In order to get the widest view of this historic waterfront, the perspective is a huge component in the composition. Long expanse of two and three story buildings means a wide panel with a thin line of tiny houses and a whole lot of sea and sky.
So to have the boathouse act as a frame and the boats in harbor to help provide a swing of direction for the eye it was possible for me to tell a richer story. One that connects the generations of an island family with the vibrant history and culture of an active island town.
I’ve given you an idea of some of the cobblestones on the road that lead me here.
Now I want to let you zoom in and see some of the brushstrokes that occupied the 80 days and 80 nights I spent at the easel to complete the journey…
…and I leave you with my personally favorite part of this painting…
After climbing down those long steep steps from the bluff and peeking around inside the room below we have climbed up again to the top floor of the boathouse.
Last fall I was invited by Anne Vose to join her on the porch and take an artistic measure of the historic structure.
While she and Pat sat in rockers outside solving all the problems of the world I explored the world of wonders within.
I talked, in The Changing Room painters notes, about the way the water reflects the sunlight back up into the room and bounces off the differing surfaces.
Up here, another level above the ocean, the angles are longer and sharper so they jut straight up into the corners of the veridian stained rafters and then ease down to those luscious wooden walls to nestle softly on the antique weavings of carpet and chintz.
And that light engages with every one of the deep rich colors inhabiting this chamber.
Those stairs rippling through the old glass in the back window are echoed in the black and white photo framed alongside. The robin’s egg blue that was once the only color on the glider’s frame repeats on the inside window frames then fades into a pale sage green on the mouldings’ exteriors.
The deep red of the oriental carpet is straight out of my Barok Red tube of Old Holland Paint, and the hunter green might as well have a fox running out ahead.
And then there are the faces… the teasing visages of the man carved in the table and the pastel of the flirtatious flapper.
Like the shiny dots of sunlight around the edges of the porcelain there was a glisten in the corner of her eye when Anne recounted the day the pilings were being repaired and one whole side of the boathouse collapsed into the harbor.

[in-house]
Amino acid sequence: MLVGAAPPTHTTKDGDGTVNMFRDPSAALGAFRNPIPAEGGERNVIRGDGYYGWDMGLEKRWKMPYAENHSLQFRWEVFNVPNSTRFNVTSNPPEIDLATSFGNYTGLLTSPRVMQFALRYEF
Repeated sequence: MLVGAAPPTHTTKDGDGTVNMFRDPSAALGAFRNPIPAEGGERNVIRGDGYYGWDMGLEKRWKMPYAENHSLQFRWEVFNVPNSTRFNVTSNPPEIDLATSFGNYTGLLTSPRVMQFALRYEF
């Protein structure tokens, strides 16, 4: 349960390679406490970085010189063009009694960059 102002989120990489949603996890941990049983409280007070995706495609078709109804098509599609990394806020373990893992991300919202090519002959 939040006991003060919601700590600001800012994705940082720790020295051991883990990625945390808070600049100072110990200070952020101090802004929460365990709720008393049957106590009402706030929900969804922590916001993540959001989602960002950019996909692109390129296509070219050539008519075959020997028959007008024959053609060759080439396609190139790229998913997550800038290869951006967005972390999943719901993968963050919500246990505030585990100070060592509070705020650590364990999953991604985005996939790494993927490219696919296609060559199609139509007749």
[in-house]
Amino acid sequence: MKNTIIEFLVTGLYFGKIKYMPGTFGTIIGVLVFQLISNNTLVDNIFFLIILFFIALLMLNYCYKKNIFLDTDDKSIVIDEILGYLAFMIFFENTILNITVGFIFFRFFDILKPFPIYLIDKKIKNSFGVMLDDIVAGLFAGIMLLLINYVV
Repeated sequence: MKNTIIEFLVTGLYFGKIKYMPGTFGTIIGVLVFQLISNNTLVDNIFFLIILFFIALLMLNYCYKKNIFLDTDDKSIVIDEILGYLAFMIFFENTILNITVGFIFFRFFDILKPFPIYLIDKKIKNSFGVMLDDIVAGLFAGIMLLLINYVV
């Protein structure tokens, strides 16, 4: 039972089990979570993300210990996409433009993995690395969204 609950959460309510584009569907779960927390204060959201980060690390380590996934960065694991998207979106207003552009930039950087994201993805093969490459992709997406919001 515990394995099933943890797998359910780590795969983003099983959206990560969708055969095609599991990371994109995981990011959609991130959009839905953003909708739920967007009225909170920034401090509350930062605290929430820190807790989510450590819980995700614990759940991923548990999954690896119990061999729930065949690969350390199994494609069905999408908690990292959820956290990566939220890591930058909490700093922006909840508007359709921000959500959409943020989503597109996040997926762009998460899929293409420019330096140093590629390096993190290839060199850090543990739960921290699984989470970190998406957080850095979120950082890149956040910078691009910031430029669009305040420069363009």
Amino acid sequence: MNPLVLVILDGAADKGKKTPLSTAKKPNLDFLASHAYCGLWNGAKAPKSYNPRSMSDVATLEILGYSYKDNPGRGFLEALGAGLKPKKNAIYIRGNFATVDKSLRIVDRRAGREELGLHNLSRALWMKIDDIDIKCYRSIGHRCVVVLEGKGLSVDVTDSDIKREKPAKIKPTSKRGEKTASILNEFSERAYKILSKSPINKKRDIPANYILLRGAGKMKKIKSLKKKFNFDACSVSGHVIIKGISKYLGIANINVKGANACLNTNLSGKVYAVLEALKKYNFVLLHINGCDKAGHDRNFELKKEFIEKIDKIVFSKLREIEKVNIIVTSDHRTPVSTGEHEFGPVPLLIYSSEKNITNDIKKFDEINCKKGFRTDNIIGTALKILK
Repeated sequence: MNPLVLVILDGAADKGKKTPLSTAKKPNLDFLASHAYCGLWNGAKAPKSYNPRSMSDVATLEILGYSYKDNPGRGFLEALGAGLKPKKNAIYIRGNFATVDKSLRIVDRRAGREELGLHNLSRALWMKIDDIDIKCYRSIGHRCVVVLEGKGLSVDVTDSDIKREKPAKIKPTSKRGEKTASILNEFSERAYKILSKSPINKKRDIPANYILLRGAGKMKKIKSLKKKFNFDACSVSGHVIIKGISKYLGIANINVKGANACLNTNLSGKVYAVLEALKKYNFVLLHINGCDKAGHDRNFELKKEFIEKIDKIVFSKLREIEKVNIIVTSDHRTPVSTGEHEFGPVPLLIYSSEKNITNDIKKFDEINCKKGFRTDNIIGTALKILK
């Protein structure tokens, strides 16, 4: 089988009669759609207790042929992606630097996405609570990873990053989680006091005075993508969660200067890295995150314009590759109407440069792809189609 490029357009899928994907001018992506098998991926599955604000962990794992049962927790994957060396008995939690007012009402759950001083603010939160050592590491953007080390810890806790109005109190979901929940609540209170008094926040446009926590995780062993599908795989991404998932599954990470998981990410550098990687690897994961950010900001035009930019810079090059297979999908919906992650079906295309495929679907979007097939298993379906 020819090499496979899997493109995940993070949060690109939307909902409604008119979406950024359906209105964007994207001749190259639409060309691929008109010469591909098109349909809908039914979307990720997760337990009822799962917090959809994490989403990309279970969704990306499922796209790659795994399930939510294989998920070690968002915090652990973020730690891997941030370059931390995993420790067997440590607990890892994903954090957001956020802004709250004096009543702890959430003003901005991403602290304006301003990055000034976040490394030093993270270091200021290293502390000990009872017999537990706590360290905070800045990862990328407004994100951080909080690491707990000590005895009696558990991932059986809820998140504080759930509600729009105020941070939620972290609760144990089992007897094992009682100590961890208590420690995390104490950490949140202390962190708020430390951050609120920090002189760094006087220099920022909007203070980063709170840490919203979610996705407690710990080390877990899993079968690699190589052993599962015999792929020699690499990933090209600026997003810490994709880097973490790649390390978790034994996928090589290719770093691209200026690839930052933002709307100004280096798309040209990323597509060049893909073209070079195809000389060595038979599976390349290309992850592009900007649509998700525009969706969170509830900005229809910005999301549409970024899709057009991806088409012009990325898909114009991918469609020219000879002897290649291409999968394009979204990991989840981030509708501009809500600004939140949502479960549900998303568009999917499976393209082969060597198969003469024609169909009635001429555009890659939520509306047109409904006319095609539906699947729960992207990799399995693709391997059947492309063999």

Not only can you trace the depth of the family’s roots through the objects in this room but you can understand the core feelings of love for this vintage island treasure in the emotional telling of that tale…
right up until she gets to the part where she chuckles and says…
not… one… single… plate… nor cream pitcher… or teacup…
to a boathouse in a harbor in what they call the shoulder season, those weeks between the chaos of summer with traffic and tourists and hot muggy sunburns, and the first frosts of the winter to come.
You arrive at the top of a very high bluff with a vast harbor spread out before you. Then you climb down and down and down two very long flights of white washed steps then across the wooden planked dock …
To he Vose Boathouse an historic architectural wonder built directly in the Edgartown Harbor. The family received a letter of approval from the war department in 1899 (it hangs on the wall today) for it to be built there and nothing says Vintage Vineyard like this space.
We will begin our painterly tour with a peak into that first door you come to just through the dock gate on the bottom floor into what I have called the changing room
The lovingly maintained wooden doors, with their inlayed repairs for repurposed hardware, line two walls with small locker rooms that each have windows framing expansive views of the harbor and out across to the tiny island of Chappaquiddick.
The light bounces softly across the water and lays like a butterfly on the kid glove surfaces of that weathered wood then sparkles off of the lacquered canoes and the worn ochre of an oar.
But my favorite part is that there are spaces in between each floorboard through which you can see the iridescent sea beneath.
As the sun slants in the October morning light the colors below are breathtaking.
From the classic canoe to the sweeping parsons bench there is something solidly New England here.
It was so quiet when I was working there that the only sounds were the gulls cawing overhead and the gentle lapping of the wakes as the working fisherman motored their way out past the boathouse out to sea.
I can picture it now… in a family filled summer with the noises of children wriggling into swimsuits and parents toting wicker baskets which the grandparents have stuffed with picnics and rainhats…
and through the years and all of that chaos and glee I can feel the boathouse enfolding them all like a great big cedar wrapped hug.
“When you look at some faces, you can see the turbulence of the infinite beginning to gather to the surface. This moment can open in a gaze from a stranger, or in a conversation with someone you know well. Suddenly, without their intending it or being conscious of it, their gaze lasts for only a second. In that slightest interim, something more than the person looks out.” John O’Donohue, Anam Cara: A Book of Celtic Wisdom